Bookmark and Share Trader Status For Covered Call Writers

The IRS makes a distinction between "traders" and "investors". There are many tax advantages to being a "trader" but achieving the distinction does come with some disadvantages, too. At least one covered call writer claimed trader status only to be denied during an IRS audit.

Advantages Of Being A Trader

Some of the benefits of being a trader instead of an investor include:

  1. Deduct margin interest on Schedule C (instead of as an itemized expense on Schedule A, so the investment interest limitation does not apply).
  2. Deduct investment seminar expenses. Investors can't deduct; traders can.
  3. Deduct home office expense. Investors can't; traders can.
  4. Deduct other expenses, not subject to 2% rule: Traders deduct all trading related expenses (books, subscriptions, etc) on Schedule C, while investors have to itemize them on Schedule A and have them exceed 2% of adjusted gross income.
  5. Mark-to-market rule. Traders have the option (but not requirement) of making a mark-to-market election which, if made, means wash sale rules won't apply and they are not limited to $3000 capital loss per year (if they have an overall loss in a year).

Disadvantages Of Being A Trader

  1. Increased audit risk.
  2. If you take the mark-to-market election then all your trading profits are ordinary income, not capital gains (you can't use the [lower] long term capital gains tax rate on positions held more than 12 months).
  3. At the end of the year you report all your profits, even unrealized ones.

Are You A Trader Or An Investor?

There are no clear standards for determining whether you are a trader. If you claim to be a trader, and the IRS determines that you are not a trader, you may end up with substantial liability for tax, interest and penalties.

The general concepts the IRS will look at to determine if you are a trader include:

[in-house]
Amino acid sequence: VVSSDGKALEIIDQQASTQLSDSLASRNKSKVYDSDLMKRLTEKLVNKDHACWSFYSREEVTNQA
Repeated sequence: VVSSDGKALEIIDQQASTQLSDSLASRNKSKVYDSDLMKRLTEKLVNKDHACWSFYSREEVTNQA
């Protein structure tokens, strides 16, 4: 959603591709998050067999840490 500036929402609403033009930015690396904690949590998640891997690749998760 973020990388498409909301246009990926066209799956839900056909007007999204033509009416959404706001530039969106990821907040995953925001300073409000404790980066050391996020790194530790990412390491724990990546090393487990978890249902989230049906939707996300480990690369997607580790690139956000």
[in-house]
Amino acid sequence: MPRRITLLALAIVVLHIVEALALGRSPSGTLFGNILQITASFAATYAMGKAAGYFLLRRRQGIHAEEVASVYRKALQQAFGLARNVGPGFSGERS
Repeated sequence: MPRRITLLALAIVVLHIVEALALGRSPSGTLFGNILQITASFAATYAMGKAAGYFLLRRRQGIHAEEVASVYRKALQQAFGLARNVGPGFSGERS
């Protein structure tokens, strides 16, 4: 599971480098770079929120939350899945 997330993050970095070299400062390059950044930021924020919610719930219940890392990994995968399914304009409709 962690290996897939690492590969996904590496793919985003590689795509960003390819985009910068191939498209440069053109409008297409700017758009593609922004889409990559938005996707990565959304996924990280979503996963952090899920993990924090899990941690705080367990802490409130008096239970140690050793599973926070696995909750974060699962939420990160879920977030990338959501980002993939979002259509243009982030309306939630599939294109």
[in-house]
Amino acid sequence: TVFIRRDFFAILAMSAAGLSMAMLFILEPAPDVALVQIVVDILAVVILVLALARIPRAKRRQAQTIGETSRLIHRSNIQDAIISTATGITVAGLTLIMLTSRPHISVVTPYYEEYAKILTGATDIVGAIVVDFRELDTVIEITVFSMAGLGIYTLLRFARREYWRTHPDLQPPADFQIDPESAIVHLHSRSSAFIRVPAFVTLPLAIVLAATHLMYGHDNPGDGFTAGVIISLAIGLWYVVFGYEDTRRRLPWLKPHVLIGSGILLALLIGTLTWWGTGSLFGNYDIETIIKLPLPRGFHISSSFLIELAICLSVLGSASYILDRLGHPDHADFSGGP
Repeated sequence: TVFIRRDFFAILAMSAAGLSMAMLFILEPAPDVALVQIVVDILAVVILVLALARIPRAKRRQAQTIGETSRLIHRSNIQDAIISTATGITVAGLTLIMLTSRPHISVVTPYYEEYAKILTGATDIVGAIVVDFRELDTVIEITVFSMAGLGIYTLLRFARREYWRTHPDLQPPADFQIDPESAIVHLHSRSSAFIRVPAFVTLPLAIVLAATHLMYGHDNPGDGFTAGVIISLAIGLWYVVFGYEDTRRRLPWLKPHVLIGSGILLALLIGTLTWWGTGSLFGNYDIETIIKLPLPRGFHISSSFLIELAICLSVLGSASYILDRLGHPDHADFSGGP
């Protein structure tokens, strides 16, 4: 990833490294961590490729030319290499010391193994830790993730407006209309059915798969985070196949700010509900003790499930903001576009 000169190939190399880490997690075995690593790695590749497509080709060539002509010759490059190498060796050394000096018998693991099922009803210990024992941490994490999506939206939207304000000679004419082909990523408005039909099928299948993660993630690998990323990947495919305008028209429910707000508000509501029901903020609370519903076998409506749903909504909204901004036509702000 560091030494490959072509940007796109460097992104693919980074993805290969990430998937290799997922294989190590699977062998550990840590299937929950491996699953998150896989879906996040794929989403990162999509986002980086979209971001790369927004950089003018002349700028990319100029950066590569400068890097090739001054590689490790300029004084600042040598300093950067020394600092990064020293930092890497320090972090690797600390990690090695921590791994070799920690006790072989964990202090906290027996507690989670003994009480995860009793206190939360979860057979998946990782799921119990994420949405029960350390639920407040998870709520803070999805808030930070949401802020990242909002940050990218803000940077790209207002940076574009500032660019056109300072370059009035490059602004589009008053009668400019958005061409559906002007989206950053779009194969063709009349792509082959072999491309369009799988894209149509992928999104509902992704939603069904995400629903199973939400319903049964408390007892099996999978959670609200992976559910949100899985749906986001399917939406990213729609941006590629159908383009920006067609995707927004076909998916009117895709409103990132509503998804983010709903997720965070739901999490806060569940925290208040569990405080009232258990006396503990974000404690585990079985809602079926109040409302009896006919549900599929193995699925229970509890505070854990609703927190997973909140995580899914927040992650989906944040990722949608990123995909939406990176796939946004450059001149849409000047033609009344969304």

1. You must seek to profit from daily market movements in the prices of securities and not from dividends, interest or capital appreciation.
  2. Your activity must be substantial.
  3. You must carry on the activity with continuity and regularity.

Real World Example With A Covered Call Investor

A few months ago, in Endicott v. Commissioner of Internal Revenue, the US Tax Court determined the covered call writer in question was an investor and not a trader, and thus disallowed several years of deductions he had taken.

The taxpayer in question had these facts:

  1. Retired in 2002.
  2. In 2006 began actively writing covered calls, and claimed trader status in 2006, 2007 and 2008.
  3. In 2006 he had 204 trades ($7M of purchases and sales); in 2007 he had 303 trades ($15M); and in 2008 he had 1543 trades ($16M).
  4. He traded on margin and in 2006 and 2007 had over $310,000 of margin expense each year. This was the majority of his trading expense deductions.

The court found that although 1543 trades in 2008 was significant, he actually only traded on 112 different days. Thus, he was not trading every day, nor trying to catch the swings in daily market movements. Instead, his average holding period was 35 days, and some positions were held for as long as 5 months.

The covered call writer in this case had significant dividend income during the years in question (between $30K and $50K per year). Receiving significant dividends is considered an "investor" activity and not a "trader" activity.

Traders generally get the majority of their income from their trading activity. This particular taxpayer had consulting income not related to trading of between $65K and $225K for each year in question.

Bottom Line

trader stutus with the IRSThe tax court determined that this taxpayer did not have substantial trading activity in 2 of the 3 years in question, and was not seeking to profit from daily swings in the market (average holding period too long). In addition, he received significant income from dividends and consulting. Thus, the court disallowed his trader status (and related expense deductions).

After recalculating his taxes as an investor (instead of a trader), the court found this taxpayer had underpaid taxes by $52K, $9K and $9K for the 3 years in question. They also levied a 20% accuracy-related penalty.

If you are claiming trader status, or even considering it, please read the case Endicott v. Commissioner of Internal Revenue. If you are day trading but also doing covered call writing you may want to split the two activities and report one as 'investing' (the covered call part) and the other as 'trading' (the day trading part).

Disclaimer: Born To Sell is not an accounting or tax firm, and we do not give accounting or tax advice. Please consult your tax professional.

Mike Scanlin is the founder of Born To Sell and has been writing covered calls for a long time.

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